Urban Fishing

Tuesday evening urban fishing was on the Rideau River at Hog’s Back Falls.  Nice night for fishing – warm and humid.  I was overdressed and by the time I quit was pretty damp from sweat as well as leaky waders.  The water was pretty high and the fishing pretty slow – as in I caught nothing.  John didn’t do much better.  Todd caught a few.

Fishing on the Rideau River

Wednesday Night Fishing

I finally managed to join the OFS weeknight fishing group. Tonight we met at Hog’s Back Falls along the Rideau River – my first time fishing this spot. There are several pools and riffles below the falls.

It was warm and humid and I was sweating by the time I got down to the river. I guess my slip and subsequent filling of the waders was a way to cool off but it didn’t help much.

This was my first real test of the Korker rubber soles on rocks. The rocks were a bit slippery but not seriously so. However it was more than the rubber soles could handle. I will have to switch to the studded soles and see how that works.

As far as fishing was concerned, I caught a number of smaller bass and several fall fish. Todd did pretty well pulling in a couple good sized bass and four walleye.

Nice night out.

Rideau River Drift

You see all sorts of watercraft along the Rideau River so nothing should seem strange however drifting down the river in a fly fishing float tube is a bit unusual.  It is not a speedy process but it can be a great way to access less frequented fishing spots along the river.  Last Saturday some of us drifted a section – probably about 3 kilometres in length with the intent of locating small mouth bass.  This was a continuation of a trip started last year cut short due to darkness.  Drifting this section of the Rideau in a float tube is not a speedy process – three kilometres in three hours is leisurely by my definition.  But it can be a great way to fish.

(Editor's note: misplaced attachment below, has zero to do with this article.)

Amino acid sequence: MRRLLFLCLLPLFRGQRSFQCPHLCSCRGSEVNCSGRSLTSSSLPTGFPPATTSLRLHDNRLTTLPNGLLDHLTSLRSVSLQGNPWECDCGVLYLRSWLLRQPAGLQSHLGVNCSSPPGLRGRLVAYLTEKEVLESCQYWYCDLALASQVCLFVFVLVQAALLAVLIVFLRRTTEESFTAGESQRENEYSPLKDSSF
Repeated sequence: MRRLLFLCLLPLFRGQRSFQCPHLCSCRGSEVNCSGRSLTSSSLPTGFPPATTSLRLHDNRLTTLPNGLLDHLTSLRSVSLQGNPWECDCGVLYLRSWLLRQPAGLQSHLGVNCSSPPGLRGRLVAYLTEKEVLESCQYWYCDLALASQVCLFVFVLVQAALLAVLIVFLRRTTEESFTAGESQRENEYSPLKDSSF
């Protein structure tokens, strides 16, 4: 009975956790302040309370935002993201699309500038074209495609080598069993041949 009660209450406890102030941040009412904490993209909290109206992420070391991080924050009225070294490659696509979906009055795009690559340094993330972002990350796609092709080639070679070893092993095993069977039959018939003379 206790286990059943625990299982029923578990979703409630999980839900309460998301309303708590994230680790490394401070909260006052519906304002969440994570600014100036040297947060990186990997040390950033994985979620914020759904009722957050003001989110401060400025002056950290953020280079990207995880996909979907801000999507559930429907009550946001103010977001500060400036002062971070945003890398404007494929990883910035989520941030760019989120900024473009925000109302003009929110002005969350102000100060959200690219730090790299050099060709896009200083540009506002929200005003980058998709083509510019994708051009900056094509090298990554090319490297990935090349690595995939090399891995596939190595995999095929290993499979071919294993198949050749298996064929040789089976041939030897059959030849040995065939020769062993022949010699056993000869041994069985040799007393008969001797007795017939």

Last Saturday’s float began at a put in near St. Paul University and ended at Strathcona Park – both accessible urban Ottawa locations.

Upstream Rideau River

We started out in mid afternoon with high hopes for some great fishing.  However in keeping with the casual float, the fish were pretty casual about biting too.  After one and a half hours – four fishermen (and who knows how many fly changes) – zero fish.  This was not turning out as planned.  But about the time it seemed like this was going to be a kick down the river and nothing else, we moved out of a slow moving, weedy section of the river to a set of riffles with good bottom structure and the fun began.  The bass were suddenly much more cooperative hitting first on deep drifting clousers and weighted streamers but eventual experimentation led to hook ups with near surface flies as well.

The fish varied in size, some probably close to two pounds but regardless of size, they were adept at using the current to great substantial resistance and when they were able to locate some of the long weeds things became even more interesting.

Rideau River Smallmouth Bass

Eventually the river dynamics changed as we moved out of the riffle section but the weeds were not as heavy as we first encountered and there was still lots of structure so the fishing continued to be interesting.

As we started to think about the possibility of sunset, our take out spot presented itself around a bend in the river.  Three hours passed quickly considering we didn’t go far.  Fish during the last half of the trip definitely helped.